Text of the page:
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In a world of constantly evolving cyber threats, securing your webserver should be top-of-the-mind concern. One of the easiest ways of boosting your web server’s security is by securing it with an SSL certificate. The encrypts the traffic exchanged between the web server and user's browser and prevents hackers from eavesdropping and intercepting confidential information such as usernames and passwords.

Let's Encrypt is a free and automated certificate authority that helps you to set up a secure HTTPS server using a free SSL certificate with a shelf life of approximately 90 days.

Here at LinuxAPT, as part of our Server Management Services, we regularly help our Customers to perform related Apache SSL Certificate queries.

In this context, we shall look into the process of securing your webserver using Let's Encrypt SSL certificate.


Steps to secure your webserver using Let's Encrypt SSL certificate

As we get started, we assume that you already have the Apache webserver stack installed on your Rocky Linux 8. If not, check out this guide on how to install LAMP server on Rocky Linux 8. The first step is a walkthrough of how to install Apache HTTP webserver.

Also, ensure that you have a valid domain name pointing to your server's Public IP address. For this guide, we will be using the domain name called outsourcepath.com.


1. Install EPEL repository

To begin, we will start with the installation of EPEL ( Extra Packages for Enterprise Linux ). This is a repository from Fedora that provides additional packages for RHEL-based systems.

So, run the below command:

$ sudo dnf install epel-release


2. Install Certbot

Once EPEL is installed, go ahead and install certbot , the apache module for certbot and mod_ssl which is a module that provides cryptographic features for Apache:

$ sudo dnf install certbot python3-certbot-apache mod_ssl

After the installation of the packages, restart the Apache HTTP web server:

$ sudo systemctl restart httpd 

In addition, ensure that the webserver is running:

$ sudo systemctl status httpd 


3. Create virtualhost file

The next step it configure an Apache virtual host file. This is a configuration that will serve our domain's web content and will be used by certbot to facilitate the installation of Let's Encrypt.

So, create a folder for your website. In this case, I will create a directory for outsourcepath.com which is my domain name pointed to the IP of my webserver:

$ sudo mkdir -p /var/www/outsourcepath.com

Assign the directory ownership to Apache user:

$ sudo chown -R apache:apache /var/www/outsourcepath.com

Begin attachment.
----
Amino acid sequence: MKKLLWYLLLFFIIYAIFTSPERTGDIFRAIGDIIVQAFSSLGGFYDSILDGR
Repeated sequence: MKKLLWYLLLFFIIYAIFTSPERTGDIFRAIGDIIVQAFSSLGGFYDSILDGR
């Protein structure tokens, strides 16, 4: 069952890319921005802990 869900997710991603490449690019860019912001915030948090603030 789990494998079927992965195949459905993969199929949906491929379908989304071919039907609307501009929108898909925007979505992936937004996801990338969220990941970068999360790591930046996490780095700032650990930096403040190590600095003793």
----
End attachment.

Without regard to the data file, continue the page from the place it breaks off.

Next, create a virtual host file in the /etc/httpd/conf.d directory:

$ sudo vim /etc/httpd/conf.d/outsourcepath.com.conf

Paste the configuration shown and be sure to replace outsourcepath.com with your own domain name:

<virtualhost *:80>
ServerName outsourcepath.com
ServerAlias www.outsourcepath.com
DocumentRoot /var/www/outsourcepath.com
ErrorLog /var/log/httpd/outsourcepath.com-error.log
CustomLog /var/log/httpd/outsourcepath.com-access.log combined
</virtualhost>

Save and exit the configuration file. Then restart Apache webserver:

$ sudo systemctl restart httpd

Let's now obtain the SSL certificate.


4. Obtain the SSL certificate

Finally, to install Let’s Encrypt using Certbot, run the following command:

$ sudo certbot --apache

This walks you through a series of steps to configure the SSL certificate, provide your email address, read and agree the terms of service and choose which names you would want to activate HTTPS on.

Certbot will detect your virtual host configuration and request the Let's Encrypt SSL certificate for all of them.

Once certbot is done applying the SSL certificate on your webserver, proceed and test the SSL settings by performing an SSL server test at SSL Labs. This is an online platform that performs a deep analysis your site's web server.


5. Configure certificate auto-renewal

As previously mentioned, Let's Encrypt certificate is only valid for 90 days, after which you will be required to renew it. You can renew the certificate manually a day before the expiration using the command:

$ certbot renew 

A better approach would be to set up a cron job what will automate the certificate’s renewal process. So, open the crontab file:

$ crontab -e

Add this line at the very end of the file and save the changes:

0 0 * * * /usr/bin/certbot renew > /dev/null 2>&1


[Need assistance in configuring SSL Certificates on Debian Linux system ? We can help you. ]


Conclusion


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